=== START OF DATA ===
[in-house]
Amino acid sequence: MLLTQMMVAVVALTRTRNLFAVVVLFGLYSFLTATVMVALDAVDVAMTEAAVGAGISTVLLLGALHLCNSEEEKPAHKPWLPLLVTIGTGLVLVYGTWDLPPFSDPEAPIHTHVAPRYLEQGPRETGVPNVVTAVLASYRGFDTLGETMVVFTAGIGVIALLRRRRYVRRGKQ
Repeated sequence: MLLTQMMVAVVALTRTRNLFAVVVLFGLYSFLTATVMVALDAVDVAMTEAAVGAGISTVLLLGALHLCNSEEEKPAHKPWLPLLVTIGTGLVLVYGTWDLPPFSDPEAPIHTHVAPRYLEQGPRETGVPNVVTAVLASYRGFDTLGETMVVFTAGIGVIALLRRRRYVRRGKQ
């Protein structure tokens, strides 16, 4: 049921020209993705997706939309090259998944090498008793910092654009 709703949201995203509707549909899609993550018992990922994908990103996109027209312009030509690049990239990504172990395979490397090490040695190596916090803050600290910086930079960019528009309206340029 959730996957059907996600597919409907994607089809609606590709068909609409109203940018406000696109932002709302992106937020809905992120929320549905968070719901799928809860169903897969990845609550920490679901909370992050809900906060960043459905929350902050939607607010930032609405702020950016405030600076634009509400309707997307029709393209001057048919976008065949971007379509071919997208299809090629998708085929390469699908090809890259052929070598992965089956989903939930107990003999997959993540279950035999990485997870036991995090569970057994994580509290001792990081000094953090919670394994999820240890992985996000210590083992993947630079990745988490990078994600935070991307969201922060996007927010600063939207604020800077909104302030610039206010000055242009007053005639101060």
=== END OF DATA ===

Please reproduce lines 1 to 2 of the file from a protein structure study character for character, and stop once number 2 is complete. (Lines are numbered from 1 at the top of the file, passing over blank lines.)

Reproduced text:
[in-house]
Amino acid sequence: MLLTQMMVAVVALTRTRNLFAVVVLFGLYSFLTATVMVALDAVDVAMTEAAVGAGISTVLLLGALHLCNSEEEKPAHKPWLPLLVTIGTGLVLVYGTWDLPPFSDPEAPIHTHVAPRYLEQGPRETGVPNVVTAVLASYRGFDTLGETMVVFTAGIGVIALLRRRRYVRRGKQ